To establish a prima facie case, plaintiff must allege and show that defendants acted to retaliate for his exercise of a protected activity, and that defendants' actions did not serve a legitimate penologic purpose. See Barnett v. Centoni, 31 F.3d 813, 816 (9th Cir. 1994); Pratt v. Rowland, 65 F.3d 802, 807 (9th Cir. 1995). His protected conduct must be a " 'substantial' or 'motivating' factor behind the defendant's conduct." Id., quoting Soranno's Gasco, Inc. v. Morgan, 874 F.2d 1310, 1314 (9th Cir. 1989).

A plaintiff must show defendant's actions would be sufficient to chill or silence a person of ordinary firmness from future First Amendment activities, Rhodes, 408 F.3d at 568--69), citing Mendocino Envtl. Ctr. v. Mendocino County, 192 F.3d 1283, 1300 (9th Cir. 1999), and did not advance legitimate goals of the correctional institution or was not tailored narrowly enough to achieve such goals. Rizzo v. Dawson, 778 F.2d 527, 532 (9th Cir. 1985).

The allegations in Plaintiff's instant motions, like those in his Complaint, do not show that any of the Defendants threatened or took adverse and harmful action, without a legitimate penologic purpose, in retaliation for exercise of Plaintiff's constitutional rights. Plaintiff offers conjecture and surmise in support of his claims. He provides no description of the protected activities allegedly retaliated against, when they were engaged in;*fn4 Defendants' awareness of them, or the adverse action taken in retaliation and without penologic purpose.

3. COCF Transfer

Plaintiff complains for the first time of involuntary COCF transfer in retaliation for his First Amendment activities. Prison officials may not "transfer an inmate to another prison in retaliation for the inmate's exercise of his First Amendment rights . . . ." Pratt, 65 F.3d at 806.

However, any such retaliatory transfer claim fails here because, as noted, predicate facts of retaliation are absent. Additionally, Plaintiff has no constitutional right to be incarcerated at a particular correctional facility or to be transferred from one facility to another. Olim v. Wakinekona, 461 U.S. 238, 245 (1983); Meachum v. Fano, 427 U.S. 215, 224--25 (1976). "[A]n interstate prison transfer . . . does not deprive an inmate of any liberty interest protected by the Due Process Clause in and of itself." Olim, 461 U.S. at 248. Further, because confinement in another state is "within the normal limits or range of custody which the conviction has authorized the State to impose," id. at 247, California law authorizing interstate COCF transfer of inmates to alleviate overcrowding does not create an "atypical and significant hardship" implicating an inmate's liberty interest under the Due Process Clause. Sandin v. Conner, 515 U.S. 472, 484 (1995).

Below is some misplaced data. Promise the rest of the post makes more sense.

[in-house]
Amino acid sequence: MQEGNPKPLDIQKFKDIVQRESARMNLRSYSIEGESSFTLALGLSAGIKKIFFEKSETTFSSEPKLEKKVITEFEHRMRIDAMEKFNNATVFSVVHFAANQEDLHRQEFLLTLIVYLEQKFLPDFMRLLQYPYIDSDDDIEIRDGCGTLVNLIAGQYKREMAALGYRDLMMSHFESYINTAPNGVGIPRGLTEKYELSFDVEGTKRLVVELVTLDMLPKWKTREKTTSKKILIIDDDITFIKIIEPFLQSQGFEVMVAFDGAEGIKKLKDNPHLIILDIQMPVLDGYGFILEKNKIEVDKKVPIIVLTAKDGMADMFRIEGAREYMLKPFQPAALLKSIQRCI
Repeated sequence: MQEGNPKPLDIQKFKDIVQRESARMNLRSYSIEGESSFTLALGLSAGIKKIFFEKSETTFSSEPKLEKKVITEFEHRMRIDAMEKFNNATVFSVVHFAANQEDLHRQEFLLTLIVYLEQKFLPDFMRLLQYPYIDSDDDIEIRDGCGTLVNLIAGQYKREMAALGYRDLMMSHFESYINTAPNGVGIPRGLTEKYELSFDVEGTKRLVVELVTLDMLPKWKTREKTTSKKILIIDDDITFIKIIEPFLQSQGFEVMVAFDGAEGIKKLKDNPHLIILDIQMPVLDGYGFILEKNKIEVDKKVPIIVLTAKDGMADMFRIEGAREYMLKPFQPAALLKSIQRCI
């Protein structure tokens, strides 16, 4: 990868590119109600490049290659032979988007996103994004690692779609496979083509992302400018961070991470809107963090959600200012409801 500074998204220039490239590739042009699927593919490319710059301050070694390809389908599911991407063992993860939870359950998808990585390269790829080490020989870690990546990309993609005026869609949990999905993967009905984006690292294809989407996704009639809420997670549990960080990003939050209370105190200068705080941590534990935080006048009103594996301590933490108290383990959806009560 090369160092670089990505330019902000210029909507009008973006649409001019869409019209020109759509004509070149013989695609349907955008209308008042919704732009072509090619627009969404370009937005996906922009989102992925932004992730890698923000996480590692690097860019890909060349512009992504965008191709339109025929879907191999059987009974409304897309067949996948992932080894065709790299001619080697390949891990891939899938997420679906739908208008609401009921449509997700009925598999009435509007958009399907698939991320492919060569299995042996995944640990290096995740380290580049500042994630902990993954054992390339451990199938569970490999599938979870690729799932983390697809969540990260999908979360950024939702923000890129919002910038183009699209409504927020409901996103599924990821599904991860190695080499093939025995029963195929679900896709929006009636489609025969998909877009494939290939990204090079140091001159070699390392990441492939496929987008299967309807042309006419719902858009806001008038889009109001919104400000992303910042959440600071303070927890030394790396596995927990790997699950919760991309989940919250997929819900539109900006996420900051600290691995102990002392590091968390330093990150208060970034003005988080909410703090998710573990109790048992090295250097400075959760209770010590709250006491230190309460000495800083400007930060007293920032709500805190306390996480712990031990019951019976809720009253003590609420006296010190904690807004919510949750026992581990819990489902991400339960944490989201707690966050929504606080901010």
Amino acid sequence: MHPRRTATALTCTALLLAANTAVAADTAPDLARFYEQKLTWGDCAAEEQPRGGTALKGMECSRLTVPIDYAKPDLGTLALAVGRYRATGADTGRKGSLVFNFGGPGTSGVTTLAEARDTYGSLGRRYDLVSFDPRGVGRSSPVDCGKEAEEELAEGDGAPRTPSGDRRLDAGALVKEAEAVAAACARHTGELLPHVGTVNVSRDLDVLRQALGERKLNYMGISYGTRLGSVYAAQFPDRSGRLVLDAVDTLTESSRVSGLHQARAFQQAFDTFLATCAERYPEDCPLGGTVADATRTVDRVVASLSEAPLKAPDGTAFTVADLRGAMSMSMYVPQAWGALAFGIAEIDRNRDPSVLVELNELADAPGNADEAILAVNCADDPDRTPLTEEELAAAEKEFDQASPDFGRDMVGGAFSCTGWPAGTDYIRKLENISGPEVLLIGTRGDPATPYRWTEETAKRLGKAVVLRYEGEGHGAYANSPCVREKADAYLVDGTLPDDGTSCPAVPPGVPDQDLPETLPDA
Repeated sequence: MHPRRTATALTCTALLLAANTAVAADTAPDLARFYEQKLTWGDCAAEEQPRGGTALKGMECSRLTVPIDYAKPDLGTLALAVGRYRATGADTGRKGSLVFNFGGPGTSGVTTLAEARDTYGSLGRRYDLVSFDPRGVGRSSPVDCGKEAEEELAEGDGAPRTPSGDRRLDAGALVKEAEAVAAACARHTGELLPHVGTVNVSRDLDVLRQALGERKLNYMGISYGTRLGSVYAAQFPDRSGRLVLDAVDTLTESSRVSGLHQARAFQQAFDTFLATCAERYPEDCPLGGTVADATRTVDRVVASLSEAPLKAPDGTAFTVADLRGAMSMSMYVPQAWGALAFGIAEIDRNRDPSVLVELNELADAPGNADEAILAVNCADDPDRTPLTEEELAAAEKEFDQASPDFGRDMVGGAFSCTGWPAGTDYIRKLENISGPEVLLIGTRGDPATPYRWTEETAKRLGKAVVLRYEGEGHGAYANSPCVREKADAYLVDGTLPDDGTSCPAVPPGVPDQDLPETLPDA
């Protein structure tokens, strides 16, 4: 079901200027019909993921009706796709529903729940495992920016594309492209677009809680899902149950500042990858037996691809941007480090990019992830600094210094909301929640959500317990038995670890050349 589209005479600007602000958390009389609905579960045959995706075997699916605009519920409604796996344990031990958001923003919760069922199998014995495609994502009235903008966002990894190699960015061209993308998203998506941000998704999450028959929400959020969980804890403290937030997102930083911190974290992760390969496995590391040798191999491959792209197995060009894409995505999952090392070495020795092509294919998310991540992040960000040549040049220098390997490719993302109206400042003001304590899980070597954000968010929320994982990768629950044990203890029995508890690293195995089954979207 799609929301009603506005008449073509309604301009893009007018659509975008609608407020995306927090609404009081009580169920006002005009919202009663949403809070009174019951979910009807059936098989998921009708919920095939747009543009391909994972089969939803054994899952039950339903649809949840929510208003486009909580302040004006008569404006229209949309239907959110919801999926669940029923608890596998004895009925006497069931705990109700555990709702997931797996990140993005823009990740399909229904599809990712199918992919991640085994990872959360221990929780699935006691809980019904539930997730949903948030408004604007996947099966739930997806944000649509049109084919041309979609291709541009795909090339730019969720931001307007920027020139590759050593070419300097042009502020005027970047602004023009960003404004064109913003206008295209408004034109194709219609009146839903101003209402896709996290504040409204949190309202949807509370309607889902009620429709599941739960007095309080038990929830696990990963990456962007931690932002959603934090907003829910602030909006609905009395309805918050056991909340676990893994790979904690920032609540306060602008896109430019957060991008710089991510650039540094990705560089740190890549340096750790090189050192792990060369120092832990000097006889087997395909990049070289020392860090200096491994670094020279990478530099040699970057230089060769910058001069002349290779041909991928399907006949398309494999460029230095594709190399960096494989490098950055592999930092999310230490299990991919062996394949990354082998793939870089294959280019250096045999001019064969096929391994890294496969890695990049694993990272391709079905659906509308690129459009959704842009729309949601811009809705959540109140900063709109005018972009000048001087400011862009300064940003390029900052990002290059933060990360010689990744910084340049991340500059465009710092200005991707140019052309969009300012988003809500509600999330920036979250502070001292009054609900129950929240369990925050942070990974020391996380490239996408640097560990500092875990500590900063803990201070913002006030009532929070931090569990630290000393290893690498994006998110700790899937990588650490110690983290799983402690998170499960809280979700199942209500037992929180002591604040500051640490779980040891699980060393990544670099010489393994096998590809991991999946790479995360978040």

It appears the COCF program allows for wholly involuntary transfer, apart from any consent requirement attendant to a non-COCF transfer pursuant to ICC.*fn5 "Every male inmate is potentially eligible for a COCF transfer . . . voluntarily or involuntarily."*fn6 Inmates transferred to a COCF program facility "remain under the legal custody of the CDCR and shall be subject to the rules, rights and privileges of the CDCR in accordance with [Title 15] of the California Code of Regulations."*fn7

In any event, even an ICC transfer does not create inmate rights enforceable in a § 1983 action. See Ghana v. Pearce, 159 F.3d 1206, 1208-09 (9th Cir. 1998) (prison officials' alleged violation of ICC not a basis for § 1983 action, ICC is not federal law and does not create liberty interest protected under due process clause); accord Garcia v. Schwarzenegger, 327 Fed.Appx. 689, 691 (9th Cir. 2009) (alleged violation of [Western] ICC could not provide a basis for state prisoner's § 1983 action.)